Ferrier addresses European Commission on online harassment at post-election gathering
In a speech before the European Commission on Friday, E.W Scripps School of Journalism Associate Professor Michelle Ferrier urged representatives of the European Union member states to look beyond strengthening laws to serve women journalists who experience online harassment.
Ferrier stresses to EU member state representatives that the solutions to online harassment of journalists must deal with the immediate effects of fear and intimidation.
"We need responses that not only address the attackers, but also support women journalists throughout their experience," said Ferrier, founder of Troll-Busters.com, a social enterprise that offers online "pest control" for women journalists. Ferrier was invited to the Fundamental Rights Colloquium in Brussels, Belgium on November 17 and 18 that focused on media pluralism and democracy.
More than 250 representatives of member states, academics and media organizations such as Google, The Guardian and Politico, participated in the high-level forum where participants wrestled with the conflicting rights of freedom of speech and expression and freedom of the press. Ferrier participated in the panel on "Protecting journalists and new media actors from hate speech," a critical issue across the world and especially in the United States after the presidential election.
Women and ethnic and religious minorities are disproportionately affected by online harassment and hate speech. The Organization for Security and Cooperation in Europe has underlined the connection between the activities of far-right groups and hate speech, including open threats to journalist.
Ferrier says she was the "canary in the coal mine" warning of the United States rise in white supremacist and nationalists sentiment nearly 10 years ago as the first African-American columnist at a daily Florida newspaper. There she was targeted with hate mail that threatened her and promised an upcoming "race war between us and all you n----- people." Ferrier believed the attacks she received were coordinated through organized hate groups that were on the rise after the election of President Obama. She experienced the personal frustration of attempting to bring her perpetrators to justice and ultimately left her job as a journalist out of fear. Ferrier’s story was featured in the 2016 edition of Attacks on the Press by the Committee to Protect Journalists. The chapter, "The Progression of Hate," details Ferrier’s experiences in tracking and mapping the rise of hate speech online.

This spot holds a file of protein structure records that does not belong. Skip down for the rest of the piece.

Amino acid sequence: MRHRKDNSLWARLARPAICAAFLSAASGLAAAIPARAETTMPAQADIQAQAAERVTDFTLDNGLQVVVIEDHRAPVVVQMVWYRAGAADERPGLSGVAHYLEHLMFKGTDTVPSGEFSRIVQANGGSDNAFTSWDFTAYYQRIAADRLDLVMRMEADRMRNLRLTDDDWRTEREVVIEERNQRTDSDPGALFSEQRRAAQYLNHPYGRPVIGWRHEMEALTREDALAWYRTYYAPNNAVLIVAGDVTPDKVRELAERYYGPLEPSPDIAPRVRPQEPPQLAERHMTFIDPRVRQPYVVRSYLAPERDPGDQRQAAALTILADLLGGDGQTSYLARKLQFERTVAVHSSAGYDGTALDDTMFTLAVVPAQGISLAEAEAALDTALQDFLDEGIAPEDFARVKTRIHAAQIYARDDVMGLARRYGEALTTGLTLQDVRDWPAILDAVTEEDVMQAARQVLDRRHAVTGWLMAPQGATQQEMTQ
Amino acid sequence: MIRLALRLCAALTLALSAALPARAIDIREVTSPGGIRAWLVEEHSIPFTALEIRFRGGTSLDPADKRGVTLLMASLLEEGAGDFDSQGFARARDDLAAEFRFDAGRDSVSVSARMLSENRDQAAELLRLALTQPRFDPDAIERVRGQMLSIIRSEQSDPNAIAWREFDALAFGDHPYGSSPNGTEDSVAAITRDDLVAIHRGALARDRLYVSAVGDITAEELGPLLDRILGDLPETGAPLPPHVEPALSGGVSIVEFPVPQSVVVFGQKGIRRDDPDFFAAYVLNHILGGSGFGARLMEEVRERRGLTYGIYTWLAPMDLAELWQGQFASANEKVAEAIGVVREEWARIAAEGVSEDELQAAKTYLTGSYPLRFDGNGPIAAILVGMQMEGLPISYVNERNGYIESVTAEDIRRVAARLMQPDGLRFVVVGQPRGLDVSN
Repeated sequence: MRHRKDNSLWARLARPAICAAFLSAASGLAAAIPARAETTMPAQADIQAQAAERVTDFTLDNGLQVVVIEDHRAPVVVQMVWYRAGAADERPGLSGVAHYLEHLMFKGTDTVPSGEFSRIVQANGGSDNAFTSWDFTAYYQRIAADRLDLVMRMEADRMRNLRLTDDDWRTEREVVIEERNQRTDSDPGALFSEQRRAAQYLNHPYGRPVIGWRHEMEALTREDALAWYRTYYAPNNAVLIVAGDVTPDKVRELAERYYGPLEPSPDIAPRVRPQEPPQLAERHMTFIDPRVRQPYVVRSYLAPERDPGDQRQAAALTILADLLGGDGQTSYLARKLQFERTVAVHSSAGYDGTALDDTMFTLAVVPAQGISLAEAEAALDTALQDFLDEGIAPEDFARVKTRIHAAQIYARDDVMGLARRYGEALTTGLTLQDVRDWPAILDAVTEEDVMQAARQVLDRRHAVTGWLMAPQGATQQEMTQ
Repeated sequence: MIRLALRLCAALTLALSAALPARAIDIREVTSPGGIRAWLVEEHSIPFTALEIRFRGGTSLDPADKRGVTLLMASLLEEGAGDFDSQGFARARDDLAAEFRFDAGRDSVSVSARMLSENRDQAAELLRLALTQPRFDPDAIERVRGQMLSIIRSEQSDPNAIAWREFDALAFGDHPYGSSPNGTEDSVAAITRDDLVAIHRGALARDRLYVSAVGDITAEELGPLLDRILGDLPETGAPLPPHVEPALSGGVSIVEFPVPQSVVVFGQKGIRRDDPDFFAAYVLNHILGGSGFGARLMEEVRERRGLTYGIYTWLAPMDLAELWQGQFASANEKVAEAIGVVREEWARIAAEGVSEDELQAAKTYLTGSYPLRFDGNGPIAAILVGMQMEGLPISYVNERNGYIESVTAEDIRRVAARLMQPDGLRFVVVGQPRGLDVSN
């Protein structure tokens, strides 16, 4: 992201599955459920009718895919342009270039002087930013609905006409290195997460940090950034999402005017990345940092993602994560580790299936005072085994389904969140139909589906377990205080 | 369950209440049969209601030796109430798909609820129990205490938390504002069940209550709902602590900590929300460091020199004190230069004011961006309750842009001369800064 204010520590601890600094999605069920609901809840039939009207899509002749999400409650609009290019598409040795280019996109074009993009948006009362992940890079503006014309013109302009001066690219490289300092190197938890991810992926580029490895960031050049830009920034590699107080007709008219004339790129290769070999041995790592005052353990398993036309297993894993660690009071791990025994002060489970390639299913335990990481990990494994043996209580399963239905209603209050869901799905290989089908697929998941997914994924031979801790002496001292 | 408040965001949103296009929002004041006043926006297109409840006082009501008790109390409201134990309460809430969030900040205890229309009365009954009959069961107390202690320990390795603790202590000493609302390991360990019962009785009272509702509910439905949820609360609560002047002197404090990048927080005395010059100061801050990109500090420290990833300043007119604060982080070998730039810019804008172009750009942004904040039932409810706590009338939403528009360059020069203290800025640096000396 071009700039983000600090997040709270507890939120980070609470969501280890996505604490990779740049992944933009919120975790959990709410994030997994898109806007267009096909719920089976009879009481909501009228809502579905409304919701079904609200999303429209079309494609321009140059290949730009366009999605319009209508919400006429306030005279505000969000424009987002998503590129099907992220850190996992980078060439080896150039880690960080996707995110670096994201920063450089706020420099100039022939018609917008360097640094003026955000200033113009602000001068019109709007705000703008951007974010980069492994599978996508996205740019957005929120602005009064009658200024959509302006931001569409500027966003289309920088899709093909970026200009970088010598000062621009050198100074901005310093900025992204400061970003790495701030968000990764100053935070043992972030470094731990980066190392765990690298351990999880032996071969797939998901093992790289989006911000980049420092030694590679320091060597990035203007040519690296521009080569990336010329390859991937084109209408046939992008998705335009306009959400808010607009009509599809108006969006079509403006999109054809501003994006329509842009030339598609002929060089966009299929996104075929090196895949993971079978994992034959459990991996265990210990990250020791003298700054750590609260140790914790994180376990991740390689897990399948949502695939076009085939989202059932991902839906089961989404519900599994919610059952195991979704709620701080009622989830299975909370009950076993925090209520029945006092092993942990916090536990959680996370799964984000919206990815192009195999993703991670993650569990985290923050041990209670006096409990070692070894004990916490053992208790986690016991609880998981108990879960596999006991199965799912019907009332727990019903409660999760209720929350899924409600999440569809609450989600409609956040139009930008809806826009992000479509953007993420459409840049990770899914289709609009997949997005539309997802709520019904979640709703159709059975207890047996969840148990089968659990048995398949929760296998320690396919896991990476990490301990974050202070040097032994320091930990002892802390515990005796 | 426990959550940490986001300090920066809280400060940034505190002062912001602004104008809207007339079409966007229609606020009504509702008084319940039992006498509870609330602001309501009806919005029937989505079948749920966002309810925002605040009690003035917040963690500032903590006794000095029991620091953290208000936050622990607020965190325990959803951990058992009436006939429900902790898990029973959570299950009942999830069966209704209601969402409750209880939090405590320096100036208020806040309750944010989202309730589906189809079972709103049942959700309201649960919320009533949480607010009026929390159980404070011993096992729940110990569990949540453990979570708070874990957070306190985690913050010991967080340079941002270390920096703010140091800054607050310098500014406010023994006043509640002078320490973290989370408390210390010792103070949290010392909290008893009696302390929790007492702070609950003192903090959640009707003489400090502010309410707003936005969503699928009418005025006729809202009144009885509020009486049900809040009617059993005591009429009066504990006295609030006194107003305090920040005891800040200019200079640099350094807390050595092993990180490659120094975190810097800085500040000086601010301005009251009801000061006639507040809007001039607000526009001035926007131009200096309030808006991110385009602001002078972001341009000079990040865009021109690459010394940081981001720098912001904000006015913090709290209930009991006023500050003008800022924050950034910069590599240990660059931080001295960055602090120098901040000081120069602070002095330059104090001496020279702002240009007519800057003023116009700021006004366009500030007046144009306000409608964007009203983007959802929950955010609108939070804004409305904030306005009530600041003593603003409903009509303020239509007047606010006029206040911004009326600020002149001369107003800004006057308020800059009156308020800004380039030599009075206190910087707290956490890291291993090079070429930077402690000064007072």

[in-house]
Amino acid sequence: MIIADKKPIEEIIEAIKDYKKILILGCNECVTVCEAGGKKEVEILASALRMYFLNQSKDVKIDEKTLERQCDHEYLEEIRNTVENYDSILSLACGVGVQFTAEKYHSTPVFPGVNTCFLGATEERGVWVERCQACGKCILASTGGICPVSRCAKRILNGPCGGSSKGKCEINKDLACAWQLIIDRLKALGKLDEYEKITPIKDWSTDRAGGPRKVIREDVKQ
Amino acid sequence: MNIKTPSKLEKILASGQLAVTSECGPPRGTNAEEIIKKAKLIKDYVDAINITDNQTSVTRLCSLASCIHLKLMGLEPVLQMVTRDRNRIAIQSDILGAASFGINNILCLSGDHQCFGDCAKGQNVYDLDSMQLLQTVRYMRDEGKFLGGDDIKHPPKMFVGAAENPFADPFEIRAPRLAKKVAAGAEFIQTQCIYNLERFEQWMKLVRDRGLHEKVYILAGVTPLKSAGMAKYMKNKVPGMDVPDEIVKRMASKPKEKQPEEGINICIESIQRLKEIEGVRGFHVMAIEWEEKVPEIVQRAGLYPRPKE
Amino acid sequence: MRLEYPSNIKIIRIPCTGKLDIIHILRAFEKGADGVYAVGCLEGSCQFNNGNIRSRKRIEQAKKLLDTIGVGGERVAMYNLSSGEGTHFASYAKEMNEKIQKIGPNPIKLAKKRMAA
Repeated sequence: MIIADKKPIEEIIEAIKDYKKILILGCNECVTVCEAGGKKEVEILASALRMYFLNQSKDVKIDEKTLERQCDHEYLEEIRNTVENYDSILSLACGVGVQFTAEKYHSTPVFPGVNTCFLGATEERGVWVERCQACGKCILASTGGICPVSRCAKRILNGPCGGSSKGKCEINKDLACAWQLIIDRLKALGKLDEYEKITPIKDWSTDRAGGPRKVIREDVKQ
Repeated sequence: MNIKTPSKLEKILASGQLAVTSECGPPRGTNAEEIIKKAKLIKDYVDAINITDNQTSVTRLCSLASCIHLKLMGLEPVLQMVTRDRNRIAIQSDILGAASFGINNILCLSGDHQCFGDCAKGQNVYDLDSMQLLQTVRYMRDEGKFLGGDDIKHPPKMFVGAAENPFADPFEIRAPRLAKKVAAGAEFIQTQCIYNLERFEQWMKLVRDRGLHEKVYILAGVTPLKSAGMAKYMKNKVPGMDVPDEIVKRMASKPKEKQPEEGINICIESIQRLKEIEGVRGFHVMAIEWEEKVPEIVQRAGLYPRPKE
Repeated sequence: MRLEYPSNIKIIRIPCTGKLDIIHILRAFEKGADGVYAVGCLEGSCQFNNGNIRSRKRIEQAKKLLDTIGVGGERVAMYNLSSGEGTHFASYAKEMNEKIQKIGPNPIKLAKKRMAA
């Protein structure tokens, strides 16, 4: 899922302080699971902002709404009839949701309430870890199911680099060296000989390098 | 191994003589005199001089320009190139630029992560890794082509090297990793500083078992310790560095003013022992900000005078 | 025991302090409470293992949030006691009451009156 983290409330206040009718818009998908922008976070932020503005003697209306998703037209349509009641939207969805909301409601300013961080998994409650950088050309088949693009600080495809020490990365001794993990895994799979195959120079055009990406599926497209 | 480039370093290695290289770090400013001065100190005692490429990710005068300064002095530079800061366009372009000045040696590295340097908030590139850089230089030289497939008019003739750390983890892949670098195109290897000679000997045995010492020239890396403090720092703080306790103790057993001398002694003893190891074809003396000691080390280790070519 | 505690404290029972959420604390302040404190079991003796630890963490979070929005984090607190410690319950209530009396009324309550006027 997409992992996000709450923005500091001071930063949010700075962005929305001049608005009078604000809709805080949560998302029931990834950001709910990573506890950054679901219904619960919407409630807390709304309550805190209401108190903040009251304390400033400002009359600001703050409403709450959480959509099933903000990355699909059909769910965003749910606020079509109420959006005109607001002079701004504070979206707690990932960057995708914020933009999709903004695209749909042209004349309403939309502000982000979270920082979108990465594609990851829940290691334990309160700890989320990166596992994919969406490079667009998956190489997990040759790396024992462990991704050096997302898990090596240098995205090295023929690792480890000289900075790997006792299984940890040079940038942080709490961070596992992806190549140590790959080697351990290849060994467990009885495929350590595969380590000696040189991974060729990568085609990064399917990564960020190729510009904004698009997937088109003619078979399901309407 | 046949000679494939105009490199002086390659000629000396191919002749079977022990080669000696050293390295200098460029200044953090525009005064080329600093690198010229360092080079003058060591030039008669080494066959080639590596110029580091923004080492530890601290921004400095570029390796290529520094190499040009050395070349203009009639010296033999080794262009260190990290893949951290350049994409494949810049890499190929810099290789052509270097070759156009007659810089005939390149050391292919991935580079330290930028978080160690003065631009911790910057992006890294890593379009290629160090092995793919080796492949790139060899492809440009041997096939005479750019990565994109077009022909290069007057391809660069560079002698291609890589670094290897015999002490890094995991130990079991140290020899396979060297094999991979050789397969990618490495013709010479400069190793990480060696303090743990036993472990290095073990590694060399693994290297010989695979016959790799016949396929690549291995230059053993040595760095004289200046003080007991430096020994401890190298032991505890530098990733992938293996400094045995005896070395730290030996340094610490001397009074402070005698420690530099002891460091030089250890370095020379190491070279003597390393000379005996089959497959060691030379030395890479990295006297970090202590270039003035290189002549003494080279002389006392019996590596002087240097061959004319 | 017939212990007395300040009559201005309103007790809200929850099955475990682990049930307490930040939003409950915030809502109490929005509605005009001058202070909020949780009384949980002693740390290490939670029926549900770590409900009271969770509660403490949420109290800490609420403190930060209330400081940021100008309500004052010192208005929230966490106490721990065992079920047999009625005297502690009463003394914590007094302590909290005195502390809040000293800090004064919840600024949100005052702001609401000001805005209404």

The European Commission colloquium attendees were particularly focused on the recent U.S. presidential election and were highly concerned about freedom of expression and the press under President-Elect Donald Trump. Participants said journalists must be free to report on any topic and engage on social media platforms without resorting to self-censorship because of fears of threats and hate speech.
Commissioner Vera Jourova, a co-host of the colloquium, said because of hate speech, one-third of journalists say they self-censure: "Citizens are unable to access a plurality of news. This information underpins an effective democracy and technology can undermine this as well. We must make sure all voices are heard."
Commissioner Gunther Oettinger said the underlying question is whether we want online platforms to be responsible for the content that they transport. "The main responsibility for plurality and media freedoms is in the hands of member states, but in many cases we need council to have power to take effective action. It’s going to be a priority of the commissions legal affairs."
Two years ago, Ferrier created Troll-Busters.com that sends just-in-time education and positive messaging to targets of online harassment. The organization also coaches targets on next steps and proactively monitors the targets Twitter feed for additional activity.
"Journalists need to address their own professional culture that holds these criticisms like a badge of courage," Ferrier said. "Journalists need to feel free to talk without repercussions about their experiences and have legal options for what they are exposed to online," Ferrier said. "There is not just one solution. We need a complex of solutions to address this problem."